This is a dangerous attitude to take, as retaining money in such circumstances amounts to theft. So, in February 2008, a New Yorker who discovered that millions of dollars had mysteriously appeared in his bank account, and who withdrew more than US$2 million, was charged with grand larceny for doing so; and in August 2007, a woman from Blackburn in Lancashire whose bank balance went from St£6.59 to St£135,000 and who spent the money, was convicted of theft. Moreover, the relevant legislation contains a provision allowing the court to order the recipient to return the money.

However, even if no criminal proceedings are commenced, the recipient will still be liable to return the money. As Skepticlawyer points out, this is staple fare for restitution lawyers, and, in a forthcoming post, I’ll tease through some of the restitution issues that arise. In the meantime, if you have are aware of equivalent stories, please let me know about them in the comments.

11 Responses to “A bank error in your favour is not a gift from God”

  1. […] Eoin at Cearta.ie has a post detailing various other cases involving banking mistakes. Yes, guys, if you take it when you know that the transfer is mistaken, it’s theft – as a Pennsylvania couple detailed in Eoin’s post have discovered. […]

  2. Legal Eagle says:

    From that article in The Independent:

    They moved on to Macau, and started spending like there was no tomorrow, which, in their case, was a plausible assumption. There were reports they’d hit the tables of local casinos, and Westpac, who seem to know more than they have so far divulged, last week named Wynn Resorts, which owns a Macau casino, in a lawsuit seeking to recover the lost millions.

    Shades of Lipkin Gorman in an international context?

  3. Bankportal says:

    In Denmark we’re seeing something somewhat related. Well, just somewhat. Banks guarantee internet banking security, so if a private person has his account hacked into and riped, he/she will get the money refunded. However, if a business entity has their account hacked into, they get no refunds. The argument is that business owners “knows better”.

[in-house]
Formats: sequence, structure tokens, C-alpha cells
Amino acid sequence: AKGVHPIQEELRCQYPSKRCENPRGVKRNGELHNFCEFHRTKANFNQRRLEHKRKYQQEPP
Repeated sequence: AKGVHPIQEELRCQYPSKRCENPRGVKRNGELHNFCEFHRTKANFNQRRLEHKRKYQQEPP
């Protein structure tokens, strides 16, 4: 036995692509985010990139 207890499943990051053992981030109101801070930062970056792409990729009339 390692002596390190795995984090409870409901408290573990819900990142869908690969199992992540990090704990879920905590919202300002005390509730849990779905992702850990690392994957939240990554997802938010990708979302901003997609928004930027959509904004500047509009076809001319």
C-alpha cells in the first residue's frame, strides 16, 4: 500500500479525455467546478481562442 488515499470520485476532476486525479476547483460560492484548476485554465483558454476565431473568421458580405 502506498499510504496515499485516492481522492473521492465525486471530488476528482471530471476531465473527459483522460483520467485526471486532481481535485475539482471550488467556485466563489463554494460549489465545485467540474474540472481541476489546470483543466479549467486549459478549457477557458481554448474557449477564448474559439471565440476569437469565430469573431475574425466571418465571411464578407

4. I think the software security of banks is poor and the potential hackers to steal the money is quit high. The banks should monitor of their software program that they used regularly. In same time the procedure to withdraw the money should be stricter and always updated.

  5. […] grounds that the customers were unjustly enriched. As I have had occasion to remark on this blog, a bank error in your favour is not a gift from God; neither is it a gift from Santa, despite the time of year. The starting point for a restitution […]

  6. It’s a shame that Banks can look over things like this

  7. […] their ATMs. However, if they are – and as I said at the time of the Bank of Ireland error and earlier – making excess withdrawals in such circumstances is not a good idea. Those withdrawals will […]

  8. […] occasions on this blog, the recipients of the €222m would have had to pay the money back. See A bank error in your favour is not a gift from God; Santa, Scrooge, and overactive ATMs; Bank errors are not a licence to […]

  9. […] (2015) (Bloomsbury | Amazon), the reality is far more complicated. As I have said on this site, a bank error in your favour is not a gift from God; an overactive atm is not santa, and the scrooge bank will have to be repaid; and bank errors are […]

  10. […] Worse, seeking and retaining the overpayments can amount to theft. As I have said on this site, a bank error in your favour is not a gift from God; an overactive atm is not santa, and the scrooge bank will have to be repaid; bank errors are not a […]

  11. […] I have said on this site, a bank error in your favour is not a gift from God; an overactive ATM is not santa, and the scrooge bank will have to be repaid; bank errors are not a […]

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Me in a hatHi there! Thanks for dropping by. I'm Eoin O'Dell, and this is my blog: Cearta.ie - the Irish for rights.

"Cearta" really is the Irish word for rights, so the title provides a good sense of the scope of this blog.

In general, I write here about private law, free speech, and cyber law; and, in particular, I write about Irish law and education policy.